By Wednesday morning the only task of great consequence that remained was installing the water-resistant collar and shroud around the tree branch that penetrates the roof of the cabin. The wooden collar was fashioned in advance from three layers of three-quarter inch exterior plywood. The oval ring was about 1 1/2-inches thick and 2 1/4-inches tall, and completely waterproofed for action. Putting this task to the end of the list was done as I searched for alternatives to the standard truck tire inner tube shroud that most treehouse builders rely upon. In the end I found an interesting option; a commercial-grade HVAC unit cover made from a translucent gray material. Manufactured to cover drum-shaped roof cooling units, it was easy to modify to fit around the tree branch and anchor to the custom-made roof collar. While it doesn’t allow a view of the leaves above, it does let light glow through and help the interior of the cabin feel warmer.
With the roof system finalized, all that remained were the “ups,” namely touch-ups and clean-up. Gold and red trim were given an inspection, and all cut ends or construction scratches were tickled with a wet brush. A few late steps in the project – namely Jack’s requested emergency cabin exit and some upper rail extensions made necessary by our mid-winter expansion of the upper cabin – required a little extra time. Still, in a few hours the lid was slapped down on the can of black paint and the last nail head had been drown. Work on the treehouse was over.
That other up, clean up, was next.
As I work I save every potentially usable scrap. As the project progresses, I make sure I take full advantage of the resource, whether as a replacement for new supplies or as an addition to the project that adds a special touch. A case in point this week, when Ed brought home a box of solar lights and asked if they could be mounted to the treehouse cabin, we didn’t have to go back out for wood or hardware. A small stack of five-quarter “off cuts” provided the lumber, and some screws backed out of temporary boards used in the construction process took care of the rest. A little cutting, routing and drilling and we were there — with less cost and more efficient use of our materials.
Being committed to using scrap means work often ends with a world of wood still hanging around in piles.
Here, Ed jumped in to help things along. Buoyed by his work helping with various parts of this project, Ed has decided to tackle a few smaller tasks around his home with his son, Jack. Even scraps that could be used for anything as small as model building now had a new value. I sorted the scrap stack and moved it inside the Bond’s garage (really Amy, that’s where Ed told me to put it), and used a snow shovel to scoop up the rest into a few heavy-duty bags. A few big toads we found in the scrap pile were escorted back under a nearby deck, and we were done.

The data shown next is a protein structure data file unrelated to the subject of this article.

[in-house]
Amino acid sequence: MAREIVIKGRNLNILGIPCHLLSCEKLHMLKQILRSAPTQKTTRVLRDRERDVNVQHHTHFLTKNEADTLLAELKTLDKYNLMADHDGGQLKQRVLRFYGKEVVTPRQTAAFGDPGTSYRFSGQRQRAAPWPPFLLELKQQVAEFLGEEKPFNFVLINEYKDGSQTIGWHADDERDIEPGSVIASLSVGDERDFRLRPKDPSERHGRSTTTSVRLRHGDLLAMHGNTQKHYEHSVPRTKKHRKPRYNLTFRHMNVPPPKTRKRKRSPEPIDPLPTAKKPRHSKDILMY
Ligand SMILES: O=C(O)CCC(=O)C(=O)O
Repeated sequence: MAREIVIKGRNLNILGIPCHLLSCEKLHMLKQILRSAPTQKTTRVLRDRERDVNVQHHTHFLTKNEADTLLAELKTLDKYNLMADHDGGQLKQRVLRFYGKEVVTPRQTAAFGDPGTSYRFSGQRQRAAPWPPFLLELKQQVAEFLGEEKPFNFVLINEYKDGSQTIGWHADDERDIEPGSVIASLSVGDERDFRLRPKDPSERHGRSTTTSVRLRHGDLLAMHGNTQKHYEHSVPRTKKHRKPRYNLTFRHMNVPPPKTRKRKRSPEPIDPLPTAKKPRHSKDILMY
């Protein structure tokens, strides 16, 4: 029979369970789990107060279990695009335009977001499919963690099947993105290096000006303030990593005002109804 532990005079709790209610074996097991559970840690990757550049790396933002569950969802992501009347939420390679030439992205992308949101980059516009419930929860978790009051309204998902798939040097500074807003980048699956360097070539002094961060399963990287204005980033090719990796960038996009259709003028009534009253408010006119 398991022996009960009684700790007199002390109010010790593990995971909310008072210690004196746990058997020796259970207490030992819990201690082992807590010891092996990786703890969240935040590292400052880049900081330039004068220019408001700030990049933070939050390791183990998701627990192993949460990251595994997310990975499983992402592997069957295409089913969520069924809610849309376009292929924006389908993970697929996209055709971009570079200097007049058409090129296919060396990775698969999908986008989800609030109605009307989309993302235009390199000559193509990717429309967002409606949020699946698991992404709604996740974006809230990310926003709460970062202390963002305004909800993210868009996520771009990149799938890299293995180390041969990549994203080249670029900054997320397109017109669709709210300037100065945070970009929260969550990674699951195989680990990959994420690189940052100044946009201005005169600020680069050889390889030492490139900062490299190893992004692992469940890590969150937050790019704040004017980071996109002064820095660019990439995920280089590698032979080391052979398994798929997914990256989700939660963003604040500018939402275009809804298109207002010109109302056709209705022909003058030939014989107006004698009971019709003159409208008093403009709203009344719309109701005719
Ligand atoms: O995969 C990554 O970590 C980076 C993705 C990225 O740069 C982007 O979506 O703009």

With the treehouse site cleaned up, the work area swept and all the tools packed into my truck, it was time to say goodbye. For more than 12 months, the Bonds and their maple tree played host to this designer and builder, and always with grace. I’ll head back in a few days for some pictures (remember to check the photo gallery for those images), but then it will be time to leave a good family to the great treehouse they helped create. I’ll see them every spring during Peacemaker Treehouses annual inspection –- that’s a free service included on every project — and I hope they have lots of stories, pictures and memories to share of good times the entire clan found in the peace of the trees.
This was, to put it simply, a very good week for the Bond’s pirate ship treehouse.
Lots of loose ends were tied, and lots of dreamed-about details came to life – several even better than we had hoped. We even had the first days of unbridled play in the tree, and that is what it’s all about.
On Monday, my good friends at Rick’s Rental World in Ithaca once again made my day. Their store can be hard to find, tucked just off Route 13 along Ithaca’s waterfront, but it’s worth a little hunting. They run their shop the way I imagine I run my life – short on unnecessary cosmetics and long on hard work and honesty. Every tool I’ve rented from Rick’s exceeds expectations and surprises my accountant (in a good way), and this was no exception. This week, with just a little siding still left to be done, a one-day compressor rental fit the bill nicely. Thanks to this sturdy job site addition, by the end of the day all the siding in all those hard to reach places was in place. With a little by-hand work on Tuesday morning, the ship and cabin were almost fully sided, with just a little space on the cabin’s face made to wait for a few new boards to be painted.
While homeowner and eager project volunteer Ed Bond turned once again to painting new materials, work turned to installing and trimming the bow mast.
First, a question: How do you raise an 8-foot mast with two 4-foot support arms more than 15 feet off the ground, and keep it in place under the ship’s upper bow rail so it can be attached?
The answer sits atop the Chrysler Building.
I once saw a PBS documentary on the great heyday of New York City skyscraper building. As the story went, competition and secrecy were so intense as these spires rose into the sky that developers sometimes pulled tricks or hid details from each other and the world. In the case of the Chrysler Building, the tower that sits at its peak was built inside the upper floors to conceal its size, then raised through the roof and locked into place — making the final structure a surprise to those watching from below.